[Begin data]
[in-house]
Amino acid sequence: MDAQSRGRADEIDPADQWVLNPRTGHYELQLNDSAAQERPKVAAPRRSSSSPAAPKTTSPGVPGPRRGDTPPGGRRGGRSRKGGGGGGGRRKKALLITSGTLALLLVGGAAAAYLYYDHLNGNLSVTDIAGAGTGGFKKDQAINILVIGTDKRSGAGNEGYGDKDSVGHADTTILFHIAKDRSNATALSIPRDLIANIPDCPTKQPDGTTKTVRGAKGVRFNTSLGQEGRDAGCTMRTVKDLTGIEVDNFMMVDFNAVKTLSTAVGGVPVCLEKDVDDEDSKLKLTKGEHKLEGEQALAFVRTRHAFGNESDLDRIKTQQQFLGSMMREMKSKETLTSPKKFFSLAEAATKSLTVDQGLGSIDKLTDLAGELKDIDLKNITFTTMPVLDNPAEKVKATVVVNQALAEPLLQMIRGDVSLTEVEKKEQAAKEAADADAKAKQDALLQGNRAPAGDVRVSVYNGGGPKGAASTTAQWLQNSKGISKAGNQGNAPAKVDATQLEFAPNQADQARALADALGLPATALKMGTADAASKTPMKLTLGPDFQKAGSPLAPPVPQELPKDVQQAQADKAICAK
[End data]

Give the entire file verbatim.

[in-house]
Amino acid sequence: MDAQSRGRADEIDPADQWVLNPRTGHYELQLNDSAAQERPKVAAPRRSSSSPAAPKTTSPGVPGPRRGDTPPGGRRGGRSRKGGGGGGGRRKKALLITSGTLALLLVGGAAAAYLYYDHLNGNLSVTDIAGAGTGGFKKDQAINILVIGTDKRSGAGNEGYGDKDSVGHADTTILFHIAKDRSNATALSIPRDLIANIPDCPTKQPDGTTKTVRGAKGVRFNTSLGQEGRDAGCTMRTVKDLTGIEVDNFMMVDFNAVKTLSTAVGGVPVCLEKDVDDEDSKLKLTKGEHKLEGEQALAFVRTRHAFGNESDLDRIKTQQQFLGSMMREMKSKETLTSPKKFFSLAEAATKSLTVDQGLGSIDKLTDLAGELKDIDLKNITFTTMPVLDNPAEKVKATVVVNQALAEPLLQMIRGDVSLTEVEKKEQAAKEAADADAKAKQDALLQGNRAPAGDVRVSVYNGGGPKGAASTTAQWLQNSKGISKAGNQGNAPAKVDATQLEFAPNQADQARALADALGLPATALKMGTADAASKTPMKLTLGPDFQKAGSPLAPPVPQELPKDVQQAQADKAICAK